Drink Spiking is a Reality in Revelstoke – And it is Happening More and More Often

No one expected to have their drink tampered with at a high end fundraiser, an evening of glamour in a town that rarely gets dressed up.

But it did happen. At least one woman fell victim to drink tampering.

The how and the why are unknown.

We have heard rumours of several unreported incidents and we are currently investigating one incident from that event,” says Revelstoke RCMP Staff Sergeant Kurt Grabinsky.

Without a formal complaint, the RCMP is limited in its ability to investigate. Interior Health is not required to inform the RCMP if suspected victims go to hospital.  

The numbers of those affected that night are unknown. Grabinsky acknowledges while multiple attacks, especially at such a venue, is unusual, it is not unprecedented.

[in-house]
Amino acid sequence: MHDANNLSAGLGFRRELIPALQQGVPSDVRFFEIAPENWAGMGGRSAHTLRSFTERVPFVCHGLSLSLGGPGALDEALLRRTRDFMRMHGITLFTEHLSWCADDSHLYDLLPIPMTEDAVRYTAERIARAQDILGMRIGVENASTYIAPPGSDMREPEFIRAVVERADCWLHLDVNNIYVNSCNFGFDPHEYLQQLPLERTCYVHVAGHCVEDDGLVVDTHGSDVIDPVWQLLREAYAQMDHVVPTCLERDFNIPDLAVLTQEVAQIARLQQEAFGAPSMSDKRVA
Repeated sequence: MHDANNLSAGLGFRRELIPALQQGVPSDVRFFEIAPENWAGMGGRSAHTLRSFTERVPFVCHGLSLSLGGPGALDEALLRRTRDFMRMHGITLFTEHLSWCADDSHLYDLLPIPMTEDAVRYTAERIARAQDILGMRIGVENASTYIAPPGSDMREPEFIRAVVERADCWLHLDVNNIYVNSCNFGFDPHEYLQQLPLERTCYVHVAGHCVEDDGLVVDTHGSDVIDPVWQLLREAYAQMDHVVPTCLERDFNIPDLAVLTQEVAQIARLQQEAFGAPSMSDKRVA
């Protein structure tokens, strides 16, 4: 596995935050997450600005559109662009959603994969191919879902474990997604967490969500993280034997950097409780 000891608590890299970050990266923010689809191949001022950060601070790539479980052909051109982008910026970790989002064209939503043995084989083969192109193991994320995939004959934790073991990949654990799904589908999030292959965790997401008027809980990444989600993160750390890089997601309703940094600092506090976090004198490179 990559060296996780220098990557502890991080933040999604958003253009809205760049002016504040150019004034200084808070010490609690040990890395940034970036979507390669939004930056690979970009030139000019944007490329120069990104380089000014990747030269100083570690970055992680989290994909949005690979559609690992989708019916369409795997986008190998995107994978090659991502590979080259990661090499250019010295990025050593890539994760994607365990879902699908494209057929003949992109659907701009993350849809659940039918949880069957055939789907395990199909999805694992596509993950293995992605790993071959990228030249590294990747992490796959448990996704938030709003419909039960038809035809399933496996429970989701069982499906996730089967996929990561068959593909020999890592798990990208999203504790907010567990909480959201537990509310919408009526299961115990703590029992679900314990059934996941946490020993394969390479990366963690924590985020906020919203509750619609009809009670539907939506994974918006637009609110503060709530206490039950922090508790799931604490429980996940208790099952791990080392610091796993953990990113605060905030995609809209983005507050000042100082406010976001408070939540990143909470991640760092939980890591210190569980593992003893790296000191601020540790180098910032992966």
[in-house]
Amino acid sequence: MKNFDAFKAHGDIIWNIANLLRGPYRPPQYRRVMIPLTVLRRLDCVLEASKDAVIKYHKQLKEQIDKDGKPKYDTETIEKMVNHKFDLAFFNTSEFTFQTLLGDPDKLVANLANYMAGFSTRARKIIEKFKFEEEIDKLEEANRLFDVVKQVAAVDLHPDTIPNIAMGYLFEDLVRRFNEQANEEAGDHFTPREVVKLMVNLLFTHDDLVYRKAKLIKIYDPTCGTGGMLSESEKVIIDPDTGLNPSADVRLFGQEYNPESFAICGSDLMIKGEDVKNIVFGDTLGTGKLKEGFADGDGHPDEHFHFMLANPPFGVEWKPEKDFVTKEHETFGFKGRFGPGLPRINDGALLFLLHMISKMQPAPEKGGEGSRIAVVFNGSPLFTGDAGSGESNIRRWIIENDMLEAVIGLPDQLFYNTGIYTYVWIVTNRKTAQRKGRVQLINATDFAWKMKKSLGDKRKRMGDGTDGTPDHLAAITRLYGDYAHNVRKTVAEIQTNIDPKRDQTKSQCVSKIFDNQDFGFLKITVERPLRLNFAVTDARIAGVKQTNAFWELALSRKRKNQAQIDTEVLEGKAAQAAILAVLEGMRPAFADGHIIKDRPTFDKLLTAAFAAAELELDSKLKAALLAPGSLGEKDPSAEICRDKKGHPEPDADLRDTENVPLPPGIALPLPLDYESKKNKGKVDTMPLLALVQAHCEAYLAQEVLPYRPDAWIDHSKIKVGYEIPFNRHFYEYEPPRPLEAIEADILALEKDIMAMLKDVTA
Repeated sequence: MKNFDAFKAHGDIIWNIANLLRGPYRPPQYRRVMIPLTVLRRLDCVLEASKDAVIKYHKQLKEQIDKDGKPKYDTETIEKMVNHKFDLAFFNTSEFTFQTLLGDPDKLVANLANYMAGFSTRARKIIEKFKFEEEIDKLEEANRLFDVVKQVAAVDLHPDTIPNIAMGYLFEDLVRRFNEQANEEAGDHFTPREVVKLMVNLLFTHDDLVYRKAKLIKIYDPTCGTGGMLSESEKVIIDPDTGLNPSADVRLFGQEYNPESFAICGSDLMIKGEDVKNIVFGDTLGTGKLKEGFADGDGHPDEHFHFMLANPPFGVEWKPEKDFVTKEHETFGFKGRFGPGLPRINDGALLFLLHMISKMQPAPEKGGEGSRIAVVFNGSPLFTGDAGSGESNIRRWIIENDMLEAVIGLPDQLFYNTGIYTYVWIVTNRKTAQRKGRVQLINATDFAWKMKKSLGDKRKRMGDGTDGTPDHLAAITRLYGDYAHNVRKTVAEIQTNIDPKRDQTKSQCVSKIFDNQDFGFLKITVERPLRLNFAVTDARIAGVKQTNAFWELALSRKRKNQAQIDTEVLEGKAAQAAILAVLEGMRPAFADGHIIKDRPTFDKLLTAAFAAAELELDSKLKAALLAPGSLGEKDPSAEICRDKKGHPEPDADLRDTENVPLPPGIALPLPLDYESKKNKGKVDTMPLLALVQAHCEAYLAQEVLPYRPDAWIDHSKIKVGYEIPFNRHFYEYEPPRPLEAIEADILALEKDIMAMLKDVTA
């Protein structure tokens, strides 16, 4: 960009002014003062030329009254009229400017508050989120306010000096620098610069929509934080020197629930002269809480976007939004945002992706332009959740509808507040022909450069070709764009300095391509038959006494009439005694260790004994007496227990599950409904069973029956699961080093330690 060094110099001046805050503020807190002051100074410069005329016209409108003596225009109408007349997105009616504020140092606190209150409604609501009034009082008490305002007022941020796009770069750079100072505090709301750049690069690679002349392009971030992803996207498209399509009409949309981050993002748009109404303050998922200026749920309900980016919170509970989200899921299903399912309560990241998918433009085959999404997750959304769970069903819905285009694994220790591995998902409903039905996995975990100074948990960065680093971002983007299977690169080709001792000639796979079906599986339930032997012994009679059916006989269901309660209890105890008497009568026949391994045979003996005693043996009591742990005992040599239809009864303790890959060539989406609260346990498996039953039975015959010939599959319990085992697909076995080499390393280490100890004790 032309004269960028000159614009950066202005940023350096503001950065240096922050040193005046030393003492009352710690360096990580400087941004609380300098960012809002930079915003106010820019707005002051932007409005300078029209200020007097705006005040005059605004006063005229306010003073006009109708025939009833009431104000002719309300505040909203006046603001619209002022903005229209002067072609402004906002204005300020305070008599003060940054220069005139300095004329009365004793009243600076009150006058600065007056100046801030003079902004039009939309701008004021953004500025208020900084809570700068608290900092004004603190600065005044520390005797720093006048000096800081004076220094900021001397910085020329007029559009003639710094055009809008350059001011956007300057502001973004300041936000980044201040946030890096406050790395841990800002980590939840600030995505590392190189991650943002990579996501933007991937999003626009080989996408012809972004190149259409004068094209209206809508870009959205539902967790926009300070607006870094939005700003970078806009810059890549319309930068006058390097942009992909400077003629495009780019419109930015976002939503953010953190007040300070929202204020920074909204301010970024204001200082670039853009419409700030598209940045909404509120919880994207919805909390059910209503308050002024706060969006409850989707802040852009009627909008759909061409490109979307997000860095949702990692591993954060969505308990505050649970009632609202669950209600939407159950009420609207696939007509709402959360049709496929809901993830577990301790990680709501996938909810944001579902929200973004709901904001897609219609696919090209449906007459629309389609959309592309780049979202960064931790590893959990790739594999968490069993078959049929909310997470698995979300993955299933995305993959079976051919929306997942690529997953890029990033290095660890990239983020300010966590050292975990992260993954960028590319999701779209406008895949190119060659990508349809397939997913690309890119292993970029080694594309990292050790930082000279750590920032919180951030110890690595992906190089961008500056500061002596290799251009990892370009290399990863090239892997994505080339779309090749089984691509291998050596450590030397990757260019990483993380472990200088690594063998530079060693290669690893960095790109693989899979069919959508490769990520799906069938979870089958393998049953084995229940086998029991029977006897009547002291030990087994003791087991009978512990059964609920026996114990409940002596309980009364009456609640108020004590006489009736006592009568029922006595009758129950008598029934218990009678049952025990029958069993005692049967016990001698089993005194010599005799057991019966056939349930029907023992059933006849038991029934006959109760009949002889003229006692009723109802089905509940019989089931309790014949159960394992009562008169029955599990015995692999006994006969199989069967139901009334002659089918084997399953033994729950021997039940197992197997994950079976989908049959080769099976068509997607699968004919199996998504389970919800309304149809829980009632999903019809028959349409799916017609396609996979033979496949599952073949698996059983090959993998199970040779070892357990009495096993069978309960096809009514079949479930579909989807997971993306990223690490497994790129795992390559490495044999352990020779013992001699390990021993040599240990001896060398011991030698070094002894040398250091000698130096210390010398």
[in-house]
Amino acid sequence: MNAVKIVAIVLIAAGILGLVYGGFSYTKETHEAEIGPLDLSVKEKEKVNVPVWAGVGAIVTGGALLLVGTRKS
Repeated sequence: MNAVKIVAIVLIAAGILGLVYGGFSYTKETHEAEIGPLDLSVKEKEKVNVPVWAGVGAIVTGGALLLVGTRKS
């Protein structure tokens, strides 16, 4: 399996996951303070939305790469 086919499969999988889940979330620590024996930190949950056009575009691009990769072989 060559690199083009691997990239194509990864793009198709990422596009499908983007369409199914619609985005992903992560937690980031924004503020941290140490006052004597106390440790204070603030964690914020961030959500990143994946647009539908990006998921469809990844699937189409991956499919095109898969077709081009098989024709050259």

“Sometimes, perpetrators ‘go fishing’. They throw GHB in a number of drinks to see which of their targets is most affected,” he says.

Gamma-hydroxybutyrate, or GHB and also known by a large selection of street names including Grievous Bodily Harm, is a commonly used drink tampering drug.

Blackouts are not unusual in those affected by GHB. Other symptoms include sedation, dizziness, nausea and vomiting, unconsciousness, problems breathing, sweating, vomiting, dream-like feeling, black out, memory loss, and coma. Unlike rohypnol, GHB is a clear, odourless, tasteless liquid.

What happened at the fundraiser is the symptom of a larger problem of date rape and drink spiking in Revelstoke. Incidents involving GHB likely sees an increase in Revelstoke every early winter season.